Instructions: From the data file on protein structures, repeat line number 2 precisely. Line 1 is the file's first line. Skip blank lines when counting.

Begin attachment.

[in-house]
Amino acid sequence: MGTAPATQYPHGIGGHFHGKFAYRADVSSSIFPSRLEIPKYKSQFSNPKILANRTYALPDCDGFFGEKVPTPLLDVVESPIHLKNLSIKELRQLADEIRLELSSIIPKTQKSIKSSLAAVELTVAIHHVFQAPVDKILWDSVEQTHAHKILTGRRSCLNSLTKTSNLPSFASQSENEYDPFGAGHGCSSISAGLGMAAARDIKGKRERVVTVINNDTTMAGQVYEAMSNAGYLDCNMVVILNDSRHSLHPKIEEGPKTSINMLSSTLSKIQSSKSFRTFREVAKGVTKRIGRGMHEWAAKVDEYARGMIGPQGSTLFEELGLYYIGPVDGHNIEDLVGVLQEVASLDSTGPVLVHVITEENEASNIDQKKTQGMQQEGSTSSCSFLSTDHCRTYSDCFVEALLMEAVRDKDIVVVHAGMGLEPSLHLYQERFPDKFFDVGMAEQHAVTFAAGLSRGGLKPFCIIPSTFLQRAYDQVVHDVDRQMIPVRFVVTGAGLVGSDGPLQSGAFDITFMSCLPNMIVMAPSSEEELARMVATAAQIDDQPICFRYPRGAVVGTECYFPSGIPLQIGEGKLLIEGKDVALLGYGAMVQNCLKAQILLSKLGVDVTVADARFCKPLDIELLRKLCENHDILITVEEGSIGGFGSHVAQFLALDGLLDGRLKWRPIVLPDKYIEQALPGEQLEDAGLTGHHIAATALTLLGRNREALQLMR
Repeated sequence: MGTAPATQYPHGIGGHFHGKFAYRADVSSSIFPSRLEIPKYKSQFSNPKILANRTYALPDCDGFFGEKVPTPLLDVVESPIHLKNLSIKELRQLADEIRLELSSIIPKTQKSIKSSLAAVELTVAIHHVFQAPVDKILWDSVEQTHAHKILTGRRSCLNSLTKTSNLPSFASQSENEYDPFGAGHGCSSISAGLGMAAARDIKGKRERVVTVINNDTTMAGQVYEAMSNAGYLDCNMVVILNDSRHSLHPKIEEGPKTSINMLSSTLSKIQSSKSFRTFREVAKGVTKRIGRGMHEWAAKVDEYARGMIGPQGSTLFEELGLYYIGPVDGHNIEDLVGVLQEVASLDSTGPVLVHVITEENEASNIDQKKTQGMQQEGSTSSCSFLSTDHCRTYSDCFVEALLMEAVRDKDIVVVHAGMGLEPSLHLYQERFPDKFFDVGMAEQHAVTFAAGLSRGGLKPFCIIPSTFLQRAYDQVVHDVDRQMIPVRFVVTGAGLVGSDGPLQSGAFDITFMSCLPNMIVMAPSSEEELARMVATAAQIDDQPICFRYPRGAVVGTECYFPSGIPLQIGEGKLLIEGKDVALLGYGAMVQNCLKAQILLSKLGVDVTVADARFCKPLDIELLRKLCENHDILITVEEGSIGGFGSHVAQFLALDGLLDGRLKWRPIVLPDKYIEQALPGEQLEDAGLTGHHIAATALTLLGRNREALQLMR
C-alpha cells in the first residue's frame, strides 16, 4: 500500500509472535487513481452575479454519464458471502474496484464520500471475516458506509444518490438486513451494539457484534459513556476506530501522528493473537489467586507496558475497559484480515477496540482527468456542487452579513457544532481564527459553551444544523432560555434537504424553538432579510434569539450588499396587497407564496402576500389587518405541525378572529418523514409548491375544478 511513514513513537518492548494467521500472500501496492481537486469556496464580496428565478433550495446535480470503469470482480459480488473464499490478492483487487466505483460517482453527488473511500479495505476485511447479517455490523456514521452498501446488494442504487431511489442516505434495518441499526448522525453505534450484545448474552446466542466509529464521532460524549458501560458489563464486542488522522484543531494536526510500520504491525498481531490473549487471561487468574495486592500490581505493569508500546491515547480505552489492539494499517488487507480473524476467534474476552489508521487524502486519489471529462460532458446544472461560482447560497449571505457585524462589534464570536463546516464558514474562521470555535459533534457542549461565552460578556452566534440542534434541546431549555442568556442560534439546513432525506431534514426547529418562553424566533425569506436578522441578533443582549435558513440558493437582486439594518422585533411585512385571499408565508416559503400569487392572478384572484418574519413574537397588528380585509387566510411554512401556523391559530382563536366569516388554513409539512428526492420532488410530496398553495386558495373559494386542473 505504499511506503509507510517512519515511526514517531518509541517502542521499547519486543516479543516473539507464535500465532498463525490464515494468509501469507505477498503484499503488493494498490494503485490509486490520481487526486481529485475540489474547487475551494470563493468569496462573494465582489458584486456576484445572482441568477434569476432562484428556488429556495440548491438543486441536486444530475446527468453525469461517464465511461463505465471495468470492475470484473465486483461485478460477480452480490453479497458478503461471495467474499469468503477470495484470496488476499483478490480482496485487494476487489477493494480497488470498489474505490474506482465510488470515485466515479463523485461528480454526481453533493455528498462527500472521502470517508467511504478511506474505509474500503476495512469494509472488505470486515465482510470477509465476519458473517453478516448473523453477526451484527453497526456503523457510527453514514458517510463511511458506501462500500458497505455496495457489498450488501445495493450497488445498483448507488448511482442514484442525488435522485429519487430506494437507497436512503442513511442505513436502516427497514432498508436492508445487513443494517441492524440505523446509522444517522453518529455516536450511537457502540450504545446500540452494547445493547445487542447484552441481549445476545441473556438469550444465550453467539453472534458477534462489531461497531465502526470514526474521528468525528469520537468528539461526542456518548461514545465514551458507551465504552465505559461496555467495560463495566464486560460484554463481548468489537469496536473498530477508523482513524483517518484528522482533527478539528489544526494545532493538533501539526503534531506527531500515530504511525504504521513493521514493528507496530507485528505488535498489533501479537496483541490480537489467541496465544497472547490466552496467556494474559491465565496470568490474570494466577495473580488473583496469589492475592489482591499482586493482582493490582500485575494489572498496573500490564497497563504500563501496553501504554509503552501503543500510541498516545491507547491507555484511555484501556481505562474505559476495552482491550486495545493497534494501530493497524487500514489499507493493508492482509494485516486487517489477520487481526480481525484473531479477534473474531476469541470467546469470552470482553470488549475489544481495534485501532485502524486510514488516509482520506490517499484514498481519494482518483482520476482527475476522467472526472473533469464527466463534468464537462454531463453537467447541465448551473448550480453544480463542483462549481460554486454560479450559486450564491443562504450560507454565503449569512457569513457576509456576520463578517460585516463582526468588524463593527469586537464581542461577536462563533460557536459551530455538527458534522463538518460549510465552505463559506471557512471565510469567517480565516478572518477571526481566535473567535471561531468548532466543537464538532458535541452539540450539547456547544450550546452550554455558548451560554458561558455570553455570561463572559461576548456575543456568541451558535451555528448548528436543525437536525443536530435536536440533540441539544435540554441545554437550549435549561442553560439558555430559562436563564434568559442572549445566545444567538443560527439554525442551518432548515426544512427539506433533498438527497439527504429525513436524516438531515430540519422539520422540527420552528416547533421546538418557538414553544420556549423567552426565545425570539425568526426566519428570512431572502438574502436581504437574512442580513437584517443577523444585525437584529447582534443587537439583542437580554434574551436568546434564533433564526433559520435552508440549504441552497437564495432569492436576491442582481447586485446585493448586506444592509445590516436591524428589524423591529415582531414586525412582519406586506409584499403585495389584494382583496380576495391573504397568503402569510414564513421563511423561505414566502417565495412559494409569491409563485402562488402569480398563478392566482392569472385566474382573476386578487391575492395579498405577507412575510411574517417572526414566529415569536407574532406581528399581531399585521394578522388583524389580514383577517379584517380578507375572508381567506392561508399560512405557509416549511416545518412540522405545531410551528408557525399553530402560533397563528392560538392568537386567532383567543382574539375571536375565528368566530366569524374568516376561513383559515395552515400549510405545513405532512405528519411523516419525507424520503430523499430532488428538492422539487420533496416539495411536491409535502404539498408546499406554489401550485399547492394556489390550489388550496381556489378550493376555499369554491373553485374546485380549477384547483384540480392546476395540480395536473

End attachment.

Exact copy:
Amino acid sequence: MGTAPATQYPHGIGGHFHGKFAYRADVSSSIFPSRLEIPKYKSQFSNPKILANRTYALPDCDGFFGEKVPTPLLDVVESPIHLKNLSIKELRQLADEIRLELSSIIPKTQKSIKSSLAAVELTVAIHHVFQAPVDKILWDSVEQTHAHKILTGRRSCLNSLTKTSNLPSFASQSENEYDPFGAGHGCSSISAGLGMAAARDIKGKRERVVTVINNDTTMAGQVYEAMSNAGYLDCNMVVILNDSRHSLHPKIEEGPKTSINMLSSTLSKIQSSKSFRTFREVAKGVTKRIGRGMHEWAAKVDEYARGMIGPQGSTLFEELGLYYIGPVDGHNIEDLVGVLQEVASLDSTGPVLVHVITEENEASNIDQKKTQGMQQEGSTSSCSFLSTDHCRTYSDCFVEALLMEAVRDKDIVVVHAGMGLEPSLHLYQERFPDKFFDVGMAEQHAVTFAAGLSRGGLKPFCIIPSTFLQRAYDQVVHDVDRQMIPVRFVVTGAGLVGSDGPLQSGAFDITFMSCLPNMIVMAPSSEEELARMVATAAQIDDQPICFRYPRGAVVGTECYFPSGIPLQIGEGKLLIEGKDVALLGYGAMVQNCLKAQILLSKLGVDVTVADARFCKPLDIELLRKLCENHDILITVEEGSIGGFGSHVAQFLALDGLLDGRLKWRPIVLPDKYIEQALPGEQLEDAGLTGHHIAATALTLLGRNREALQLMR